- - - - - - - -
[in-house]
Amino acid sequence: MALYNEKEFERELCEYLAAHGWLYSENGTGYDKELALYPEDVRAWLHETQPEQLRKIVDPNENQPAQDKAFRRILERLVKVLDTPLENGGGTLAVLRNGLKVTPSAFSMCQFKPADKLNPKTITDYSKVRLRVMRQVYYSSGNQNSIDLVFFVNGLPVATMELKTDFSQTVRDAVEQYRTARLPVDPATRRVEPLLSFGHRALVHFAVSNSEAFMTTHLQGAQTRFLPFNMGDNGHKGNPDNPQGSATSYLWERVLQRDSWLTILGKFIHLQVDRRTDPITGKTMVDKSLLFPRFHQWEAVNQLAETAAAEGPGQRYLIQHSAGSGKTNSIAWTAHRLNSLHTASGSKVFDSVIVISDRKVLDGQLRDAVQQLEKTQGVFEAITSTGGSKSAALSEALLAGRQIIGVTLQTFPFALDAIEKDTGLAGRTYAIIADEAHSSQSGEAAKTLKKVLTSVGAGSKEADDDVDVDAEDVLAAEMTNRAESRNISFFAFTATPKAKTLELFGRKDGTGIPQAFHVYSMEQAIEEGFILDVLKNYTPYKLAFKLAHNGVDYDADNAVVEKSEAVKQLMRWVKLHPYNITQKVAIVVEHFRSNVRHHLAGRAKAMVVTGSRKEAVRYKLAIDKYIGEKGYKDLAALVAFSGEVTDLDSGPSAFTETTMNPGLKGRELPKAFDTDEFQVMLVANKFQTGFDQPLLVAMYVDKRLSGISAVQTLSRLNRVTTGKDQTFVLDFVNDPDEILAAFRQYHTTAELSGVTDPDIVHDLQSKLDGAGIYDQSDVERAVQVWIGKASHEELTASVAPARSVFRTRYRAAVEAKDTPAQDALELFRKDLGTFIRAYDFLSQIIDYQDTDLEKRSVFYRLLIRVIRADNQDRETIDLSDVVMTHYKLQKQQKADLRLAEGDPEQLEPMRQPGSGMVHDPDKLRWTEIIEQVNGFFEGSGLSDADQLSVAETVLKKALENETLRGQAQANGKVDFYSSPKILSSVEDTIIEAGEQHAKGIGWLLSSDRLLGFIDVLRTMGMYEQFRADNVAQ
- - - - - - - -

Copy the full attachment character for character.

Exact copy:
[in-house]
Amino acid sequence: MALYNEKEFERELCEYLAAHGWLYSENGTGYDKELALYPEDVRAWLHETQPEQLRKIVDPNENQPAQDKAFRRILERLVKVLDTPLENGGGTLAVLRNGLKVTPSAFSMCQFKPADKLNPKTITDYSKVRLRVMRQVYYSSGNQNSIDLVFFVNGLPVATMELKTDFSQTVRDAVEQYRTARLPVDPATRRVEPLLSFGHRALVHFAVSNSEAFMTTHLQGAQTRFLPFNMGDNGHKGNPDNPQGSATSYLWERVLQRDSWLTILGKFIHLQVDRRTDPITGKTMVDKSLLFPRFHQWEAVNQLAETAAAEGPGQRYLIQHSAGSGKTNSIAWTAHRLNSLHTASGSKVFDSVIVISDRKVLDGQLRDAVQQLEKTQGVFEAITSTGGSKSAALSEALLAGRQIIGVTLQTFPFALDAIEKDTGLAGRTYAIIADEAHSSQSGEAAKTLKKVLTSVGAGSKEADDDVDVDAEDVLAAEMTNRAESRNISFFAFTATPKAKTLELFGRKDGTGIPQAFHVYSMEQAIEEGFILDVLKNYTPYKLAFKLAHNGVDYDADNAVVEKSEAVKQLMRWVKLHPYNITQKVAIVVEHFRSNVRHHLAGRAKAMVVTGSRKEAVRYKLAIDKYIGEKGYKDLAALVAFSGEVTDLDSGPSAFTETTMNPGLKGRELPKAFDTDEFQVMLVANKFQTGFDQPLLVAMYVDKRLSGISAVQTLSRLNRVTTGKDQTFVLDFVNDPDEILAAFRQYHTTAELSGVTDPDIVHDLQSKLDGAGIYDQSDVERAVQVWIGKASHEELTASVAPARSVFRTRYRAAVEAKDTPAQDALELFRKDLGTFIRAYDFLSQIIDYQDTDLEKRSVFYRLLIRVIRADNQDRETIDLSDVVMTHYKLQKQQKADLRLAEGDPEQLEPMRQPGSGMVHDPDKLRWTEIIEQVNGFFEGSGLSDADQLSVAETVLKKALENETLRGQAQANGKVDFYSSPKILSSVEDTIIEAGEQHAKGIGWLLSSDRLLGFIDVLRTMGMYEQFRADNVAQ